Mounting a heavy (21 Kg) fan on a shed wall

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(1) The fan as shown in the photo is upside down. Mounted in this position, the weight of the fan will pull the plate away from the beam. Turn it over so the weight will push the plate against the beam.

(2) The beam will hold the fan but the weight will apply a twisting force to the beam.

To overcome this, you should mount a board vertically from the beam to another anchor point, perhaps the steel beam directly above. Mount the fan on the vertical board, not directly on the beam.

Alternately you may be able to brace the fan mounting with a chain or other tension member between the end of the fan mount arm and the steel beam directly above.

Of course I'm not there so you'll have to identify and calculate the forces yourself.

(3) If you can, use through bolts with fender washers rather than large wood...

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I'm trying to mount a large sign - roughly 7.5 feet wide by 2.5 feet high - that's made of some kind of very hard plastic on a wall (drywall with wooden studs).

For a number of reasons, I don't want to drill through the sign. But it weighs roughly 60 lbs, so it can't be glued or anything: I clearly need to mount something else to the wall using screws in studs (or very strong drywall anchors).

Essentially, this makes the project a lot like hanging a frameless mirror - I need clips or clamps or something that can be sturdily mounted, that will hold this thing in place. But the mirror clips and j-mold stuff I've been able to find are all designed for thin, flat things (like a mirror). This sign is 1/2" thick.

What are my options? I'm open to corner holders, many metal clips around the perimeter, a j-mold-like solution, etc. Just can't involve putting holes through the sign itself.

(I did do a a fair bit of searching for dupes, but none of the excellent...

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I made a light box for this slot machine glass I got as a gift. The whole thing weighs about 10 pounds and I wanted to hang it on the wall. The box is over 16 inches wide so I could screw into 2 wood studs in the wall. This is my solution for a custom bracket that not only hangs the box but also would prevent it from coming off the wall if the box were bumped by accident.

I made the metal brackets from 16 gauge sheet metal at TechShop Detroit.

See if there's a TechShop in your area or learn more about TechShop at http://techshop.ws/

Things I used to make the brackets and my sources for them:

16 gauge sheet metal - Home DepotDykem blue layout fluid - Production Tool Supply (also available at TechShop)Metal scribe tool - Production Tool SupplyMatte black powder coating - Harbor Freight ToolsHanging wire for powder coat booth and oven - Home Depot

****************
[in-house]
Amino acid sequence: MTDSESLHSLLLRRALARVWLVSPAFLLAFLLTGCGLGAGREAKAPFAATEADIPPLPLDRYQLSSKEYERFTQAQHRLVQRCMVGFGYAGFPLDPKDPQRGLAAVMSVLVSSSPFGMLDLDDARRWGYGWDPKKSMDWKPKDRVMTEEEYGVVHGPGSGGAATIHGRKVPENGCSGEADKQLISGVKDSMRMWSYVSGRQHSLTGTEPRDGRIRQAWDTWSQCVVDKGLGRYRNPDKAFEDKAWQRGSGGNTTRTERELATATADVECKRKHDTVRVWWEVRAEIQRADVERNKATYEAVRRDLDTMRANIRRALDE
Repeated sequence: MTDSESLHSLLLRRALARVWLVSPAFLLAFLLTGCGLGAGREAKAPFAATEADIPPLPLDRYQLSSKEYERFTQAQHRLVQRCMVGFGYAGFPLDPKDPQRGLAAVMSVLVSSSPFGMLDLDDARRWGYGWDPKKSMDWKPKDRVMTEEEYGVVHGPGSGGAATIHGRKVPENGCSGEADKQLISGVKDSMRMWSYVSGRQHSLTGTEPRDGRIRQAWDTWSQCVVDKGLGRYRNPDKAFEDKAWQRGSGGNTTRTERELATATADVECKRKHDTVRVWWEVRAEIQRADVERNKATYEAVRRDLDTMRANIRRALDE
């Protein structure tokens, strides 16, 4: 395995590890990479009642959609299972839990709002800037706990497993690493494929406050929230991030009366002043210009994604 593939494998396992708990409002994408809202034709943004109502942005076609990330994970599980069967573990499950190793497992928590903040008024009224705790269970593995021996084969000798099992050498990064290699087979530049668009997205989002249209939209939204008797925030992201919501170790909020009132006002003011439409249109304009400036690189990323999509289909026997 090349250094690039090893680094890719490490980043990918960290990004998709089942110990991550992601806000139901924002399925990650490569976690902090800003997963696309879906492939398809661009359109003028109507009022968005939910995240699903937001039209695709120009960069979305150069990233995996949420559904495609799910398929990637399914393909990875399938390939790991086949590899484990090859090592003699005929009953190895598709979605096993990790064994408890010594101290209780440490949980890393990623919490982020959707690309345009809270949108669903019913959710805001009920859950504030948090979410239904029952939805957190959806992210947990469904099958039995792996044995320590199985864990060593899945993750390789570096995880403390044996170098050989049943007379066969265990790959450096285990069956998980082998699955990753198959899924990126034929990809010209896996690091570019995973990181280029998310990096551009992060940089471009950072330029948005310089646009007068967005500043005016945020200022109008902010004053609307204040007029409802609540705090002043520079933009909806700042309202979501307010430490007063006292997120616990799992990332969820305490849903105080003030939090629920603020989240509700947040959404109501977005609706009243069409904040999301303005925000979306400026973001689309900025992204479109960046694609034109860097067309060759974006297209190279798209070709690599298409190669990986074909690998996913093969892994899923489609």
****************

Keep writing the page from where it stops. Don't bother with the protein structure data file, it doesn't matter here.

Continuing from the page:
The project we're mounting to the wall weighs about 10 pounds. What is nice about this design is the T-shape of...

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Floor joist spacing depends on foundation. do you plan to span the 12 ft, or ? the span determines the size and spacing. walls and roof depend on style of roof. is it flat, shed, pitched, ect...? If it is just a basic shed with a 4:12 pitch 24" oc for walls and roof would be fine.
You did not mention anchoring. You need to consider wind load (lift) be sure to properly anchor the floor to the foundation, If using wood beams on pier pads they need to be anchored into the ground. the roof joists should have clips to anchor it to the walls.
check with local codes for load limits. Even a shed needs to comply to load limits to avoid collapse, or blow over. The vast difference in response is because different areas have different codes. No need to overbuild a shed, yet no sense in under building and having it destroyed by weather. Snow, rain, wind, ect.. all determine building requirements.
You may want to consider pressure treated 4x6 skids on a compacted...

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I did the exact same thing a few months ago. 51" Samsung plasma, probably weighed the same amount if it's a recent model (2013—last year they made them now that they're bowing out?).

It was pretty easy. 2 people is ideal, though. Obviously find the studs (I didn't use a stud finder but I would trust @omnivus). Make sure you know damn well where you want the TV because it would be annoying to have to do it all again. Make sure you'll be comfortable looking at it where it is without craning your neck, google to see what height people mount them at, etc. Check if the mount has a tilt and whether you want that. I did because I'm looking up at it from a bed.

Oh and I had an issue where I couldn't plug old stuff into the AV ports at the back because the TV was so close to the wall, so I took it off and put a couple of spacers when screwing the wall mount to the TV (they came with the mount).

You'll probably need 2 people to lift the TV on the mount, but once you get to that...

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